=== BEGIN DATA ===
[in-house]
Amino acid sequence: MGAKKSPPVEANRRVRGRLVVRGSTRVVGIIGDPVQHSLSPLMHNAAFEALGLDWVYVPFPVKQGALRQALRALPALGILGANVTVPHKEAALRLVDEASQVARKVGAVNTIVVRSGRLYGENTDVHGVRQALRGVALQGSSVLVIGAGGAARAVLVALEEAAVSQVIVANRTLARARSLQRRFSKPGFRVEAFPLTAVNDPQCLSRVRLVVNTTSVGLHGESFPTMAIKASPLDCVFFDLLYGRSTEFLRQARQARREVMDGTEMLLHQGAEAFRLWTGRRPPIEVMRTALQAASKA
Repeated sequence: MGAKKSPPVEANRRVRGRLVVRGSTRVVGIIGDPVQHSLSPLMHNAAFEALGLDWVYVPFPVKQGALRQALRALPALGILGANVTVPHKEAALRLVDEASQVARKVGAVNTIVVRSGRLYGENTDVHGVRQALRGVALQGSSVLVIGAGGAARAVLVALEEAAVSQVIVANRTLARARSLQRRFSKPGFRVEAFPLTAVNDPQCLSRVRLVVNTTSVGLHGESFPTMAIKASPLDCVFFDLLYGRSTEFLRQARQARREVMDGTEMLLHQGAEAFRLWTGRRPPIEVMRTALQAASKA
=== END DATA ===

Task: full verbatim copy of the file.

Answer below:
[in-house]
Amino acid sequence: MGAKKSPPVEANRRVRGRLVVRGSTRVVGIIGDPVQHSLSPLMHNAAFEALGLDWVYVPFPVKQGALRQALRALPALGILGANVTVPHKEAALRLVDEASQVARKVGAVNTIVVRSGRLYGENTDVHGVRQALRGVALQGSSVLVIGAGGAARAVLVALEEAAVSQVIVANRTLARARSLQRRFSKPGFRVEAFPLTAVNDPQCLSRVRLVVNTTSVGLHGESFPTMAIKASPLDCVFFDLLYGRSTEFLRQARQARREVMDGTEMLLHQGAEAFRLWTGRRPPIEVMRTALQAASKA
Repeated sequence: MGAKKSPPVEANRRVRGRLVVRGSTRVVGIIGDPVQHSLSPLMHNAAFEALGLDWVYVPFPVKQGALRQALRALPALGILGANVTVPHKEAALRLVDEASQVARKVGAVNTIVVRSGRLYGENTDVHGVRQALRGVALQGSSVLVIGAGGAARAVLVALEEAAVSQVIVANRTLARARSLQRRFSKPGFRVEAFPLTAVNDPQCLSRVRLVVNTTSVGLHGESFPTMAIKASPLDCVFFDLLYGRSTEFLRQARQARREVMDGTEMLLHQGAEAFRLWTGRRPPIEVMRTALQAASKA